I'm posting the notes I was taking over the past month or so. I was going to try to back-date them, but that seems a little silly. The dates may not all be exactly correct, but here are the posts:
Math suddenly became easier. The girls' attitudes toward sitting down and working has really improved, and it's made a big difference. Emma worked through a bunch of problems, mostly dealing with fractions and percentages. Once she's got her mind around a problem, she does away with it pretty quickly. It's strange that she sees herself as not being very good at math. I think she's seeing it in terms of the calculations, which are hard for her, instead of the conceptual aspect, for which she's got a real talent. It's wild to see how different Emma and Soren's conceptual styles are. Soren uses objects and visualizations to grasp a problem, while Emma's methods are more internal. Emma will sometimes invent notations (tick marks, usually) that represent something abstract about the problem. Soren's problems this week were a little challenging for her, especially the number lines where the marks were more than one whole number apart. I reviewed the idea of number lines and coordinate systems with them for a while to build up that understanding.
Soren and I have been spending some of our Thursday nights together in serendipitous educational pursuits. We picked up a pocket handbook about insects, and she read the first 25 or so pages to me, then I read to her for a while. I was amazed by how many words she can figure out. She managed "abundant", "protective", "immature", "reproductive", "intricate", and "anatomy", to name a few, and almost got "nutritious" and "iridescence". We learned a lot of cool things about insects -- the stages of development, how some winged insects "pump up" their wings with blood after they emerge into their final stage of development, and how incredibly many types of insects there are. We were both kind of grossed out by the tarantula hawk wasp, that stings large spiders with its egg-laying tube and injects eggs into them. Soren, of course, thought dung flies were pretty funny.
Over the weekend the girls and I worked on English. Soren worked in the spelling book, which involved some difficult alphabetizing, and Emma did a whole ton of worksheets, covering abbreviations, alphabetizing, vocabulary, punctuation, and capitalization. She worked really hard and had a great attitude about it. Soren took forever to do a couple of pages in the spelling book, because she insisted on using a ruler to section off the paper she was writing her answers on, so there would be a "cell" for each answer. I've found that it hurts more than it helps to try to nudge her out of this sort of thing. It requires some patience.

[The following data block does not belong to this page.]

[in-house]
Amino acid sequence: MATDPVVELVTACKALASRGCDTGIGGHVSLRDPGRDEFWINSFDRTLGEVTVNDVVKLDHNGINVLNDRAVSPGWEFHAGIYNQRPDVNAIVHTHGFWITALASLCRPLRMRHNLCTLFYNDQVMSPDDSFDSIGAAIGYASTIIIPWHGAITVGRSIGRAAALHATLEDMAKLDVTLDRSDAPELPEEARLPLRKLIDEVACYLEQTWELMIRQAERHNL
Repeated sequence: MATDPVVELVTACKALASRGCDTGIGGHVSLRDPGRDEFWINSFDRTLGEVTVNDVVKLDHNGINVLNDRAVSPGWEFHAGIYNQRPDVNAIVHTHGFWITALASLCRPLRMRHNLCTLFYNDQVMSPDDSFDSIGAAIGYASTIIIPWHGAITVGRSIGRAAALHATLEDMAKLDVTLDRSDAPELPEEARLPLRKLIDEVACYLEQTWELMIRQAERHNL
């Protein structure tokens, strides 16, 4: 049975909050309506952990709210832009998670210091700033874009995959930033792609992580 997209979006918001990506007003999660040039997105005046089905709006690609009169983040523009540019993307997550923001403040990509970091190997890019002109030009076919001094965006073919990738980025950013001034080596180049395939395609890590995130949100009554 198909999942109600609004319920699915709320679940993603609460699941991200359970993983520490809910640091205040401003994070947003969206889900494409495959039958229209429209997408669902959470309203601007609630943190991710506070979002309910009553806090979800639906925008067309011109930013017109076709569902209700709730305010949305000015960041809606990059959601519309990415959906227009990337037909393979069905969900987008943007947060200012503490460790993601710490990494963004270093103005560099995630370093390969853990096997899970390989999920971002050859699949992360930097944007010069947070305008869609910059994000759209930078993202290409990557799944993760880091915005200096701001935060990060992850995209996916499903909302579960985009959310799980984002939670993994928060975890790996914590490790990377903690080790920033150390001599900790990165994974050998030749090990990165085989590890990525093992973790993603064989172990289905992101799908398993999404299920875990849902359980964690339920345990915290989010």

This Thursday, Soren and I went to the craft store and got Sculpey. We had fun, but of course there is always the opportunity for learning. She figured out how to set the toaster oven to the correct temperature, even when the temperature she wanted wasn't on the dial, by interpolating between the existing numbers. I pointed out that the oven dial was a lot like a number line. She rolled her eyes.
We had a very busy day going, so we had to do a lot of learning on the run. We did a vocabulary list of strange words like "macerated", "fontanel", "mollify", and "diabolical". Actually it all started with the word "diabolical", because Emma asked Soren if she'd ever heard of the "Dewey Diabolical System". She was completely serious. We talked about the Spanish word "diablo", and learned how that word came from a common root. That, of course, led into some Latin and Greek roots. I need to find a way to make Latin and Greek roots a little more fun. The girls are endearingly intent about memorizing things. It's definitely not their strong point, though. One thing that worked pretty well was to try to make up sentences with more than one word using the root.
This Thursday, Soren and I did artwork. She learned how to draw a curve using a series of straight lines, and how a convoluted contour flattens out if you keep re-drawing it below or above (hard to explain -- hopefully I can post a picture). The big hit, though, turned out to be "kaleidoscope" drawings. We started out by making quadrants, then trying to "mirror" what we drew in one quadrant in the other three. After that, we drew things inside a right angle, then scanned the drawing into my computer, and used flipping and mirroring to make the other three quadrants. Soren has so much artistic talent. Her only shortcoming is a lack of patience -- which is really not that surprising for an eight-year-old kid. It's easy to forget how young she is sometimes.
Another extremely busy weekend. We went to Brown's Berry Patch in Waterport and got pumpkins to carve. And of course we had to carve them right away. We found some time Sunday, though, to go through some Greek and Latin roots. I thought it would be interesting to do roots with the same meaning in both languages, so we did bio/vivo, mega/magnus, and techne/artis. A good time was had by all, and I think some of it even stuck. Soren seems to learn well while she is doing something else with her hands (in this case, shrinky-dinks, of which she produced at least ten this weekend). I kept thinking she wasn't listening, and I'd ask her what the root was. She was right with it every time. They practiced their instruments for quite a while on Sunday as well. They are getting so good. Soren does slurs on the violin so naturally. And I love how she sways while she's playing. Emma is starting to get more control of volume and tone. The oboe seems like such a tough instrument, especially for someone with such small hands. She's doing really well.